Sibling rank and sibling number in relation to cardiovascular disease and mortality risk: A nationwide cohort study

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Abstract

Background The number and rank order of siblings could be of importance for risk of cardiovascular disease and mortality. Previous studies have used only fatal events for risk prediction. We, therefore, aimed to use also non-fatal coronary and cardiovascular events in fully adjusted models. Methods From the Multiple-Generation Register in Sweden, data were used from 1.36 million men and 1.32 million women (born 1932-1960), aged 30-58 years at baseline and with follow-up from 1990 to 2015. Mean age at follow-up was 67 years (range 55-83 years). Fatal and non-fatal events were retrieved from national registers. Results Compared with men with no siblings, those with 1-2 siblings had a lower, and those with four or more siblings had a higher adjusted risk of cardiovascular events. Again, compared with men with no siblings, those with more than one sibling had a lower total mortality risk, and those with three or more siblings had an increased risk of coronary events. Correspondingly, compared with women with no siblings those women with three siblings or more had an increased risk of cardiovascular events, and those with two siblings or more had an increased risk of coronary events. Women with one sibling or more were at lower total mortality risk, following full adjustment. Conclusion Being first born is associated with a favourable effect on non-fatal cardiovascular and coronary events for both men and women. The underlying biological mechanisms for this should be studied in a sociocultural context.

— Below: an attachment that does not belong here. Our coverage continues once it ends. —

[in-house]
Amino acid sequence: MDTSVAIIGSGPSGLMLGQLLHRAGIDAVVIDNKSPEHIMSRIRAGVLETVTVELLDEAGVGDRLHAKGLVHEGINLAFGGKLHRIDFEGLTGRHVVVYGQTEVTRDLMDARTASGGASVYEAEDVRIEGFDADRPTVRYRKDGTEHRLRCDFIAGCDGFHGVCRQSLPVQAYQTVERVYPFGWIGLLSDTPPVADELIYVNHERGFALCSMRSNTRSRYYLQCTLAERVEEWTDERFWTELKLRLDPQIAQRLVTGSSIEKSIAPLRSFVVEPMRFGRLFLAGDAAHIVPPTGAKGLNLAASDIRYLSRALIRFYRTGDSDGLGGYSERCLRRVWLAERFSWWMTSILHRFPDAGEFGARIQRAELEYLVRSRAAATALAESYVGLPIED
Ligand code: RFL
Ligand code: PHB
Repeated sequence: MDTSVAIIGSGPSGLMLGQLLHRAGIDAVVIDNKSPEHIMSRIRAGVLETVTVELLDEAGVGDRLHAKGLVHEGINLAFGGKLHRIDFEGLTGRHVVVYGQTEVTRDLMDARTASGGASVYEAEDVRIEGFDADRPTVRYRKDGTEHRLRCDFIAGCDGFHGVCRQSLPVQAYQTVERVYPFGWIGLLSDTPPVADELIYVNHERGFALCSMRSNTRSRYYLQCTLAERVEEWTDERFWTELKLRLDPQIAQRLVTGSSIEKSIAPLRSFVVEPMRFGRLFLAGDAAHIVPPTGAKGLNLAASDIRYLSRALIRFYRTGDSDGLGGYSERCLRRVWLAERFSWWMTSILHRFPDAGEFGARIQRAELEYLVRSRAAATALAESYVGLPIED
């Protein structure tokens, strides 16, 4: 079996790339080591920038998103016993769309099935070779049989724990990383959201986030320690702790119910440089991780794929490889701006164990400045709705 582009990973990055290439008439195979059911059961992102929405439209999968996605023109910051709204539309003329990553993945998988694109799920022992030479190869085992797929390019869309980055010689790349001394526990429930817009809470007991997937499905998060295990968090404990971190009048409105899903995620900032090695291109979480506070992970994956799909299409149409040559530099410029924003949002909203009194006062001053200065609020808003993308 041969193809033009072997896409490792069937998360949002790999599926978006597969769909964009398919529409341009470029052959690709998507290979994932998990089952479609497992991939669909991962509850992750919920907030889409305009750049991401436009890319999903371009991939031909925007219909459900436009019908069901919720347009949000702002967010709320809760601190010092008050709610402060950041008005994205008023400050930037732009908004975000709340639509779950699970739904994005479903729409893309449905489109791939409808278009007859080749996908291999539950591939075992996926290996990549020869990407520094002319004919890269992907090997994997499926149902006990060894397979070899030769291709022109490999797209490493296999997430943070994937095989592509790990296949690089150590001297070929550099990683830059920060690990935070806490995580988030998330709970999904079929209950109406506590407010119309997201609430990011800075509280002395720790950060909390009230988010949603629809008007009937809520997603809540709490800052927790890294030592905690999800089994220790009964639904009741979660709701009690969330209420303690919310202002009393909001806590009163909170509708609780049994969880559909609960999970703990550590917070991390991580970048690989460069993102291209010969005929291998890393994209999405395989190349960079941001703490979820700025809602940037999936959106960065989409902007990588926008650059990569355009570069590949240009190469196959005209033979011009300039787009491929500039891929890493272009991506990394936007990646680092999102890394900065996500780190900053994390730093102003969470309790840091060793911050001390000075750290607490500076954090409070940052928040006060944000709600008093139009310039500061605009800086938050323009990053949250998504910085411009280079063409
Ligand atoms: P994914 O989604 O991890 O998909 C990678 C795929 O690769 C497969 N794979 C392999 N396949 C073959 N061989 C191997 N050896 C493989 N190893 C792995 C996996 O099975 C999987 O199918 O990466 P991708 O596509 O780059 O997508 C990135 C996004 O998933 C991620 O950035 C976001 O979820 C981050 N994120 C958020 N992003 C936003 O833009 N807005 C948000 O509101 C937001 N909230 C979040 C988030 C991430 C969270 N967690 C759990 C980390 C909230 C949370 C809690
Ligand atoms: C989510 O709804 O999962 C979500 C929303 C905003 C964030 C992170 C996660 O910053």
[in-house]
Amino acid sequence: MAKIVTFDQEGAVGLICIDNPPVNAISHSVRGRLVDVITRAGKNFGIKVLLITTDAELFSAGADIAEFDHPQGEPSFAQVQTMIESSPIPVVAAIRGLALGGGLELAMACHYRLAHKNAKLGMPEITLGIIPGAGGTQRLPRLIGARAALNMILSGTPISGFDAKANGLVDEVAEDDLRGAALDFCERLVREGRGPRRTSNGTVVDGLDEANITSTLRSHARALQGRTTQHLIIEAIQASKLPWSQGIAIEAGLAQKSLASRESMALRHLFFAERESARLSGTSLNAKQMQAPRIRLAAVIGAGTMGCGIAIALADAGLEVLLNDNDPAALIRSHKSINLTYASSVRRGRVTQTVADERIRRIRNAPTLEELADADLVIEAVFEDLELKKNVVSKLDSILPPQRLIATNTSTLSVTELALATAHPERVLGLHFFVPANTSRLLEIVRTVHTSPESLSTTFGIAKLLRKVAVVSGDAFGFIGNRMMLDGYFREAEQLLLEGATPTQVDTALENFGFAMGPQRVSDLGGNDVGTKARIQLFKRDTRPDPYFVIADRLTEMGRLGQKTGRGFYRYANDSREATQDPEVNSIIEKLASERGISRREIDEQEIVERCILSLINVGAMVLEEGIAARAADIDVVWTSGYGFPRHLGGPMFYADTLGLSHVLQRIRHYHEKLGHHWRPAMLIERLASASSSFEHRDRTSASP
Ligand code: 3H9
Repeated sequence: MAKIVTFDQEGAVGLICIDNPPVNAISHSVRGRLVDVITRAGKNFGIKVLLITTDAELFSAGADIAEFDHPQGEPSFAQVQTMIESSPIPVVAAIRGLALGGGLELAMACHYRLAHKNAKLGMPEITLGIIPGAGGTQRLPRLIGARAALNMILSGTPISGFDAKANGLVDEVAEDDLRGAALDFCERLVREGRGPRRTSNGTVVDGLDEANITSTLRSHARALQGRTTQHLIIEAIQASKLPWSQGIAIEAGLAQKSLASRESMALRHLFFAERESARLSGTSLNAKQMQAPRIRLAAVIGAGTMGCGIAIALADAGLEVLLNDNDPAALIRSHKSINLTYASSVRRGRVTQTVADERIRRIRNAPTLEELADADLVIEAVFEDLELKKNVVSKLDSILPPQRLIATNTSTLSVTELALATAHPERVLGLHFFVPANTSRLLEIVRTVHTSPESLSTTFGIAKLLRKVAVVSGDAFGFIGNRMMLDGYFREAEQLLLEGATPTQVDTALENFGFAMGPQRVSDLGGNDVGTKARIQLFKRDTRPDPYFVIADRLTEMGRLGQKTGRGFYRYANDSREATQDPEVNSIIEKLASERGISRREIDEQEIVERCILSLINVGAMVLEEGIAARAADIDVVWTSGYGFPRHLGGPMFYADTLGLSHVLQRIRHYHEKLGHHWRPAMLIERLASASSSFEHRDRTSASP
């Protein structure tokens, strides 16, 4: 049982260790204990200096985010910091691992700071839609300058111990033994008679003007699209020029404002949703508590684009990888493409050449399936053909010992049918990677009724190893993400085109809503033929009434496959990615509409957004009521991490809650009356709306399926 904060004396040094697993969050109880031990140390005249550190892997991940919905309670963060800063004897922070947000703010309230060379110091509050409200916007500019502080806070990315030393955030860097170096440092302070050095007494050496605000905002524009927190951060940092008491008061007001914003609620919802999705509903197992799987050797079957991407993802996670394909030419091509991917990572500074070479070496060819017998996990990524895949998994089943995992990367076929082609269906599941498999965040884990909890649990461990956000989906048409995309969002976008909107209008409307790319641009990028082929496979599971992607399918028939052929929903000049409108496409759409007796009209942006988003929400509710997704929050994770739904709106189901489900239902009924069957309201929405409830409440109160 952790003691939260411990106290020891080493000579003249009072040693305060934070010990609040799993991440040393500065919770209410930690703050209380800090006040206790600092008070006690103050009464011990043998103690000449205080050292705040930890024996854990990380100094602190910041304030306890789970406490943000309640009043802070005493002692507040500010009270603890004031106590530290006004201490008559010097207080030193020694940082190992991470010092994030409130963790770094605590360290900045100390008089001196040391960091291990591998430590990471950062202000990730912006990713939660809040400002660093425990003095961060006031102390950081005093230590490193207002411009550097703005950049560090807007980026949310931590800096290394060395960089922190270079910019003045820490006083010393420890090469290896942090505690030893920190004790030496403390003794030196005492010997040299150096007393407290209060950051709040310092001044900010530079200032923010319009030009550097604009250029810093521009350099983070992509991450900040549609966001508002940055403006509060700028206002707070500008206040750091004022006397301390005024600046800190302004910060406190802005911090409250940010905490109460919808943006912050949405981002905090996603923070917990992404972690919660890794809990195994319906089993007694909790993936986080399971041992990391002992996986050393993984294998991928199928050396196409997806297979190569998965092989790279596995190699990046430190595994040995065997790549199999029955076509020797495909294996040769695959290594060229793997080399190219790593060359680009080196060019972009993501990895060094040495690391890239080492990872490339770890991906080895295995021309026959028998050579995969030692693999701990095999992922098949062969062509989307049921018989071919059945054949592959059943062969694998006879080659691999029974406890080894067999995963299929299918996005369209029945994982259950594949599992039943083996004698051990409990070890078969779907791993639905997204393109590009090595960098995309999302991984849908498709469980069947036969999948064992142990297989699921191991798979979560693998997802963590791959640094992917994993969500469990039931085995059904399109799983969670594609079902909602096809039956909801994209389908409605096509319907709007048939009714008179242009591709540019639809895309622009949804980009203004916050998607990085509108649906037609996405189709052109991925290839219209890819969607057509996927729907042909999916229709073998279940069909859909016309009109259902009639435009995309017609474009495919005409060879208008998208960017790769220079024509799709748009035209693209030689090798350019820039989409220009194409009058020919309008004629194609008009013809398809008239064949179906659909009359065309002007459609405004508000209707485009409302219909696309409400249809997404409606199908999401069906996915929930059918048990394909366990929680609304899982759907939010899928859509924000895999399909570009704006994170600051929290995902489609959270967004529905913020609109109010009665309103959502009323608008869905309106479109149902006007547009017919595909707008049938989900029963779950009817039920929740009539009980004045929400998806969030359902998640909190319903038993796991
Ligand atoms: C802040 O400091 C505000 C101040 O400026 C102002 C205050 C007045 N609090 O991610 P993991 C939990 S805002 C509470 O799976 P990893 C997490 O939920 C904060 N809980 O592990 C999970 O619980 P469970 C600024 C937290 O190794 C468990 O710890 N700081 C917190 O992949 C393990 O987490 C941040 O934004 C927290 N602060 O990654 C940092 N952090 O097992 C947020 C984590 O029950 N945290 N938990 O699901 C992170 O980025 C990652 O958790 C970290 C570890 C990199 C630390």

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Subject classification (UKÄ) – MANDATORY

  • Public Health, Global Health, Social Medicine and Epidemiology

Keywords

  • epidemiology, reproductive medicine, social medicine
Original languageEnglish
Article numbere042881
JournalBMJ Open
Volume11
Issue number6
Publication statusPublished - 2021 May 25
Publication categoryResearch
Peer-reviewedYes

Bibliographic note

Funding Information: Funding This work was supported by the grants to Kristina Sundquist from The Swedish Research Council; ALF funding from Region Skåne and the Swedish Heart-Lung foundation.